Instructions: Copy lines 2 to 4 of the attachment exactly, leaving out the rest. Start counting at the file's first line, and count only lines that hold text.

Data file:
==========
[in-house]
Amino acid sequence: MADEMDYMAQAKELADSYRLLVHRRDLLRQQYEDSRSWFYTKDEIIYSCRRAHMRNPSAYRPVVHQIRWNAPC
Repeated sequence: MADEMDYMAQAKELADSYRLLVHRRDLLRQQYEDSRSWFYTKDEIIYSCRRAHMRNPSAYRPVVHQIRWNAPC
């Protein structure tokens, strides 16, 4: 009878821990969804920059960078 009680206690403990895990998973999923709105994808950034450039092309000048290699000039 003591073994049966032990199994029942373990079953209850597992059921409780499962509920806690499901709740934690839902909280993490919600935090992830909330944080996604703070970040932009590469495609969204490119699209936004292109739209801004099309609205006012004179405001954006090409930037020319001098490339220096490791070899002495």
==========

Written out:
Amino acid sequence: MADEMDYMAQAKELADSYRLLVHRRDLLRQQYEDSRSWFYTKDEIIYSCRRAHMRNPSAYRPVVHQIRWNAPC
Repeated sequence: MADEMDYMAQAKELADSYRLLVHRRDLLRQQYEDSRSWFYTKDEIIYSCRRAHMRNPSAYRPVVHQIRWNAPC
């Protein structure tokens, strides 16, 4: 009878821990969804920059960078 009680206690403990895990998973999923709105994808950034450039092309000048290699000039 003591073994049966032990199994029942373990079953209850597992059921409780499962509920806690499901709740934690839902909280993490919600935090992830909330944080996604703070970040932009590469495609969204490119699209936004292109739209801004099309609205006012004179405001954006090409930037020319001098490339220096490791070899002495």